VCE English Language Units 3/4 – Interactive Course
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The Main Generational Differences in Language
You can find the associated video here (which I recommend you watch): https://youtu.be/UADlQQcgZQk
Differences between the generations can be marked variously by numerous linguistic features, which collectively function as in-group recognition devices. In fact, according to Professor Clive Upton from the University of Leeds in the UK, “it [teen language] is quite clearly the way they get along, the way that they signal they belong in a group, the way that they fit in”.
This notion of social inclusion is precisely the reason many adults not part of the younger generation get offended when slang or other generational linguistic choices are used outside of the social group. This notion of social exclusion can be proven by actress Emma Thompson who stated that young people make themselves sound stupid by speaking slang outside of school. But it must be noted that ‘stupid’ is very subjective and context dependent. It’s also vital to understand the notion of ‘covert prestige’ as it links intrinsically to slang usage: “Covert prestige: Non-standard varieties are often said to have covert prestige ascribed to them by their speakers. A specific, small group of speakers shows a positive evaluation of an orientation towards a certain linguistic variety, usually without the speakers’ awareness. The variety is usually not accepted in all social groups (e.g. youth language).”
To make your lives easier as English Language students, I have decided to conveniently categorise some of the main linguistic choices employed by younger generations into the common subsystems of language. Please note that this list is by no means complete, rather it is intended to be a summary to allow you to research further!
The most prominent lexical choice employed by younger generations would be ‘slang‘. For starters, let’s define what slang means. Slang is:
- Often spoken, not written (though this is rapidly changing with technology)
- Informal and nonstandard
- Short-lived and transient
- Marks boundaries in a social group (not just generations!)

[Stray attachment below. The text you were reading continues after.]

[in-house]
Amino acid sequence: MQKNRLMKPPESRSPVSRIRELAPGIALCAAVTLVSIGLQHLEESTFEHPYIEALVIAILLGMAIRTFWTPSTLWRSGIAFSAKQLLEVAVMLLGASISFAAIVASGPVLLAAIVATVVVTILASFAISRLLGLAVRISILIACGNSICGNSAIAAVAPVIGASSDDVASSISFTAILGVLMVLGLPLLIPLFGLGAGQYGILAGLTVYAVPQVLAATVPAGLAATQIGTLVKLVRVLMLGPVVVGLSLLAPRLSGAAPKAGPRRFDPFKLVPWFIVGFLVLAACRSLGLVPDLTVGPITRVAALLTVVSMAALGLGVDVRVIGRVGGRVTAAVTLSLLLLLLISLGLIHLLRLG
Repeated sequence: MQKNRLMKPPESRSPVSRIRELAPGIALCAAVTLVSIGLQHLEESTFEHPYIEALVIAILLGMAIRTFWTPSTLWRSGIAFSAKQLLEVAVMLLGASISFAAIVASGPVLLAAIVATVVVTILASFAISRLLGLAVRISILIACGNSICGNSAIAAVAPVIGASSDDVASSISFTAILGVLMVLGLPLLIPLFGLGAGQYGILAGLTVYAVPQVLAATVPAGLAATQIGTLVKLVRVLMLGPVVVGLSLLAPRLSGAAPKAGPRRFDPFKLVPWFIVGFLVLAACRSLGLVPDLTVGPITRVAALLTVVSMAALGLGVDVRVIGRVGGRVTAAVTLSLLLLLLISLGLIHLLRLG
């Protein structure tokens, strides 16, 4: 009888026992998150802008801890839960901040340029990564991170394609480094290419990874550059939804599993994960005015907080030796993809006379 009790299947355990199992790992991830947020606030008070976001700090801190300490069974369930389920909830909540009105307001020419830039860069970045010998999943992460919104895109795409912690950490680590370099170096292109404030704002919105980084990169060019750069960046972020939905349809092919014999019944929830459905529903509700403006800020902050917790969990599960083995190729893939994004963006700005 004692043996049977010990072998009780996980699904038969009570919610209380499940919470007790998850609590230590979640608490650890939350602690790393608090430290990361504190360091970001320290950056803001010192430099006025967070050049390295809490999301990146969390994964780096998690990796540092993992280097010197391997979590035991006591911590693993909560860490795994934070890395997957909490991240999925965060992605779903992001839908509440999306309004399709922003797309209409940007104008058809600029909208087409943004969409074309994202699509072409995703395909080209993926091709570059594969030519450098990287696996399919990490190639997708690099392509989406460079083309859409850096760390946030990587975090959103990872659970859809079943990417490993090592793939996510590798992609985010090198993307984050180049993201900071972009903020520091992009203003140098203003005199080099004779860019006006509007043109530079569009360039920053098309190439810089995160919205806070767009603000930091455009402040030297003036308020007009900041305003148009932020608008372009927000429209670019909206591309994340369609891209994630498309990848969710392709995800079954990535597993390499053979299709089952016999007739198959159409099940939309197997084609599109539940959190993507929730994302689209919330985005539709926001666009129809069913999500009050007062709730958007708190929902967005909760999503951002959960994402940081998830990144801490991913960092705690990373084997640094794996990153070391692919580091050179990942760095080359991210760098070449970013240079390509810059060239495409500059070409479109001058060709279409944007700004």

- Often amuses, startles and captivates due to its playfulness (e.g. bae, on fleek)
Can you think of any that your social group may use?
As I had stated before, according to Professor Clive Upton from the University of Leeds in the UK, “it [teen language] is quite clearly the way they get along, the way that they signal they belong in a group, the way that they fit in”. This is the simplest explanation I can give as to why teenagers use slang.
Furthermore, HERE’S A GREAT MODERN MEDIA ARTICLE ON SLANG IN AUSTRALIA: http://www.news.com.au/lifestyle/parenting/teens/millennial-lingo-is-getting-a-lot-more-complicated/news-story/8a1f161482095bbf0ecd739c929bb2e4
Some may think this generation of Millennials is destroying the English language with every word that comes out of their mouth, but Melbourne University linguist Rosey Billington says it’s quite the opposite.
“When you are able to use language in a creative way, you show you are linguistically savvy because you know the language rules well enough to use words in a different way,” she said.
The linguist believes the emergence of technology has changed language because people are looking for words that are convenient and take less time to type.
But that online language, which started with things like LOL (laugh out loud) and GTG (got to go), is actually starting to seep into everyday, face-to-face conversation.
“With words like FOMO, people are definitely saying that out loud because it’s quicker to say that ‘fear of missing out’,” Ms Billington said.
“I think some of these words will stick around and rub off on the older generation but it’s the young people who are introducing new words and implementing changes to the language.